THE LACK OF National Guard troops because of the war in Iraq; the Bush administration's failure to protect coastal wetlands; the reorganization of the Federal Emergency Management Agency: All have been blamed, somewhat arbitrarily, for the stunning scenes of chaos at the New Orleans Superdome and convention center, for the unprecedented floodwaters in the city, and for the huge numbers of people without food or water. But if blame is to be laid and lessons are to be drawn, one point stands out as irrefutable: Emergency planners must focus much more on the fate of that part of the population that -- for reasons of poverty, infirmity, distrust of officialdom, lack of transportation or lack of information -- cannot be counted on to leave their homes after an evacuation order.
Tragically, authorities in New Orleans were aware of this problem. Certainly the numbers were known. Shirley Laska, an environmental and disaster sociologist at the University of New Orleans, had only recently calculated that some 57,000 New Orleans Parish households, or approximately 125,000 people, did not have access to cars or other private transportation. In the months before the storm, the city's emergency planners did debate the challenges posed by these numbers, which are much higher than in other hurricane-prone parts of the country, such as Florida. Because a rapid organization of so many buses would have been impractical, the city's emergency managers considered the use of trains and cruise ships. The New Orleans charity Operation Brother's Keeper had tried to get church congregations to match up car-owners with the carless, and it had produced a DVD on the subject of hurricane evacuations that was to be distributed later this month. Unfortunately, none of these plans was advanced enough to have had much impact last week.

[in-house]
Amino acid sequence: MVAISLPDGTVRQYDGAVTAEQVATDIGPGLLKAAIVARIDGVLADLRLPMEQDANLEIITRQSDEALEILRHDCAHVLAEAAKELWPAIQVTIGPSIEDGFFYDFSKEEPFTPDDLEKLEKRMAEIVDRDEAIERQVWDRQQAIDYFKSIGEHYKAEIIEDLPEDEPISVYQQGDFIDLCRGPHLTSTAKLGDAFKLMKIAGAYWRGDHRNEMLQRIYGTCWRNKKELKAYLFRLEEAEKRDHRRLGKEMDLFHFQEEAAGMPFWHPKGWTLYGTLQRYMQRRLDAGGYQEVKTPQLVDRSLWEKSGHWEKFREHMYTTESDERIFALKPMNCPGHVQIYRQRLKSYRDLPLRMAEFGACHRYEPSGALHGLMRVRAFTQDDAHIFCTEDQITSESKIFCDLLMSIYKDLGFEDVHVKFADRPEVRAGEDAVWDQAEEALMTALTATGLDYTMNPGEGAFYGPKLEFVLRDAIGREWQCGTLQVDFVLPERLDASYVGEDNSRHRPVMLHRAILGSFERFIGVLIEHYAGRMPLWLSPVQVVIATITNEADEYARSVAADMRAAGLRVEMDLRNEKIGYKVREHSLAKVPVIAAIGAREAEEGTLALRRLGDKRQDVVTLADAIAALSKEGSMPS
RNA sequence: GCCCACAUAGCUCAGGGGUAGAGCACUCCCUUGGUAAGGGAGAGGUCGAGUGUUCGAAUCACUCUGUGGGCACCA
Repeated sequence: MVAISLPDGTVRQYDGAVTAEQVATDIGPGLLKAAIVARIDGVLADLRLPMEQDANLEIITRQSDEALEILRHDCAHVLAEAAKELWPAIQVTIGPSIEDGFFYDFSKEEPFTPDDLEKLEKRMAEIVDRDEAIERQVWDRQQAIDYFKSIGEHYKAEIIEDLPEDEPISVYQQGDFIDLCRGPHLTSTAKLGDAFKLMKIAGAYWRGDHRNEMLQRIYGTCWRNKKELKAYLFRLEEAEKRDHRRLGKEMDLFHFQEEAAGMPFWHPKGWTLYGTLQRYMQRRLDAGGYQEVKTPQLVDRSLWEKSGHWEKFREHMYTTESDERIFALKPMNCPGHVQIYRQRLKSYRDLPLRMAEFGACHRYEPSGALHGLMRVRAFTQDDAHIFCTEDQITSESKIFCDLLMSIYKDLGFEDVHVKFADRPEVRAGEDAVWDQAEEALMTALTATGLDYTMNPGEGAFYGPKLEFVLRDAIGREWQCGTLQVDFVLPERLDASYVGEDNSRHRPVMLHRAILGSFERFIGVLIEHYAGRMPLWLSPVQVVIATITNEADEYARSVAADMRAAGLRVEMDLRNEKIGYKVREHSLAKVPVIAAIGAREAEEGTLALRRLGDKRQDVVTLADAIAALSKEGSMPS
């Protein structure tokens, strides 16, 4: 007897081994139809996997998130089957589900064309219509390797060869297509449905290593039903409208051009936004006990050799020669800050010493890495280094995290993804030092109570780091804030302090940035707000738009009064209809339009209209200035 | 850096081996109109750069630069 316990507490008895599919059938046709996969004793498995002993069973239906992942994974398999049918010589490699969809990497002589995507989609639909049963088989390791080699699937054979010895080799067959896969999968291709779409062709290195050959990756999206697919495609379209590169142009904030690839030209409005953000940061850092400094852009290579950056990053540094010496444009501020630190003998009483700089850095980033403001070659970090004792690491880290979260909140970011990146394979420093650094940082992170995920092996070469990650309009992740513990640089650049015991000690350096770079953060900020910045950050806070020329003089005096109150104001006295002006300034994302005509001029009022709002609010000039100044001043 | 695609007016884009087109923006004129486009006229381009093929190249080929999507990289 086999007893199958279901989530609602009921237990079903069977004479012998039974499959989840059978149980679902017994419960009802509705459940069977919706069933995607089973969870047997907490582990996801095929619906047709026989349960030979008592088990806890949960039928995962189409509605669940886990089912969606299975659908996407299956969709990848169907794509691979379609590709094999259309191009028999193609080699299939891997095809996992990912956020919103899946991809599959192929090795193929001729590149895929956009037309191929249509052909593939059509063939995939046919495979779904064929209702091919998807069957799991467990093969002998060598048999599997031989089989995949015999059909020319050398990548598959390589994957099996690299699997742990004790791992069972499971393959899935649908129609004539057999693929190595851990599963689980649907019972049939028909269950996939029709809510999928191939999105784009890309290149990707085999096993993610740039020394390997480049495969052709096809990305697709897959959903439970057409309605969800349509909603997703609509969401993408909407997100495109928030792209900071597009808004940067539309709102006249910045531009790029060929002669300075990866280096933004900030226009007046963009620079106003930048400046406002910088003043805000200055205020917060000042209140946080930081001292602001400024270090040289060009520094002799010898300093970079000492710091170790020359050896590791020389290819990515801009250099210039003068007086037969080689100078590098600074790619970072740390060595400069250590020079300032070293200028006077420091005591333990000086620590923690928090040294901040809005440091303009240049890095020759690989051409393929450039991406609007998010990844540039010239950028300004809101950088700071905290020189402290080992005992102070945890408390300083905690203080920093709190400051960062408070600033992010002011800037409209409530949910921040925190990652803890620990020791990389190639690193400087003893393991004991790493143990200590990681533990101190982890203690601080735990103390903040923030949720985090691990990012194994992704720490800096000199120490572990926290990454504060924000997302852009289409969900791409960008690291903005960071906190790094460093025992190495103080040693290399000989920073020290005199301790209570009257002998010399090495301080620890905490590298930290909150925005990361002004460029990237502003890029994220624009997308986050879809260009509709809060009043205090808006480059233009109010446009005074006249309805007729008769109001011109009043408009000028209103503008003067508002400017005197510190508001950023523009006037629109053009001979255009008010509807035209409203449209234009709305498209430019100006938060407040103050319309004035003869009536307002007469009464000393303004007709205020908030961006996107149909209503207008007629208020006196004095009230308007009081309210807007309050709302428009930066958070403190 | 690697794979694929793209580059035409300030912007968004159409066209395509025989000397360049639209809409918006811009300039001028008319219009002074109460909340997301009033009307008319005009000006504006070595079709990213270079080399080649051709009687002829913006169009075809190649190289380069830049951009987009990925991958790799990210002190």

Instead the city decided to use the Superdome as a "shelter of last resort." Following that decision, a major mistake was made: Not enough food, water or portable toilets were made available to accommodate the enormous number of people who turned up. No one in the federal, state or city governments appears to have been prepared for the possibility that thousands would be forced to stay there nearly a week. With some forethought, the National Guard troops who arrived Friday could have been en route before, or even immediately after, the storm. Five days was too long to tell people to wait without supplies.
The question now is whether other major U.S. cities have focused on their immobile and impoverished residents to the degree that they should. Much of the emergency preparedness literature that has appeared on the Internet and elsewhere has focused on driving, on evacuation routes and on portable supplies. The events in New Orleans should force homeland security officials across the country to understand that this is not enough: Some thought must also be given to the fate of people who cannot or will not leave. The National Guard and FEMA should anticipate that some will remain behind, and food and water should be set aside for them. If fingers are to be pointed in the wake of this tragedy, this is one direction to point them.